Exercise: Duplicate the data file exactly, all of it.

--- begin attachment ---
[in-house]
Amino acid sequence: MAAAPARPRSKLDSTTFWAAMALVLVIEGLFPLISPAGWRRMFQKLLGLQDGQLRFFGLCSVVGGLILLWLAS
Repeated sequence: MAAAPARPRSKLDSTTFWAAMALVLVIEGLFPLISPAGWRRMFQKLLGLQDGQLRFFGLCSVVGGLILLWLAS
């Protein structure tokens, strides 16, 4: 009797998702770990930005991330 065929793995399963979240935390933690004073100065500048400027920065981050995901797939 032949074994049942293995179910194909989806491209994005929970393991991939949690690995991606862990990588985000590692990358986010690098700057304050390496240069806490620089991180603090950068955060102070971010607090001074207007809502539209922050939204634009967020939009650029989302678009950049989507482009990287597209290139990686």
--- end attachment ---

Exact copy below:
[in-house]
Amino acid sequence: MAAAPARPRSKLDSTTFWAAMALVLVIEGLFPLISPAGWRRMFQKLLGLQDGQLRFFGLCSVVGGLILLWLAS
Repeated sequence: MAAAPARPRSKLDSTTFWAAMALVLVIEGLFPLISPAGWRRMFQKLLGLQDGQLRFFGLCSVVGGLILLWLAS
């Protein structure tokens, strides 16, 4: 009797998702770990930005991330 065929793995399963979240935390933690004073100065500048400027920065981050995901797939 032949074994049942293995179910194909989806491209994005929970393991991939949690690995991606862990990588985000590692990358986010690098700057304050390496240069806490620089991180603090950068955060102070971010607090001074207007809502539209922050939204634009967020939009650029989302678009950049989507482009990287597209290139990686």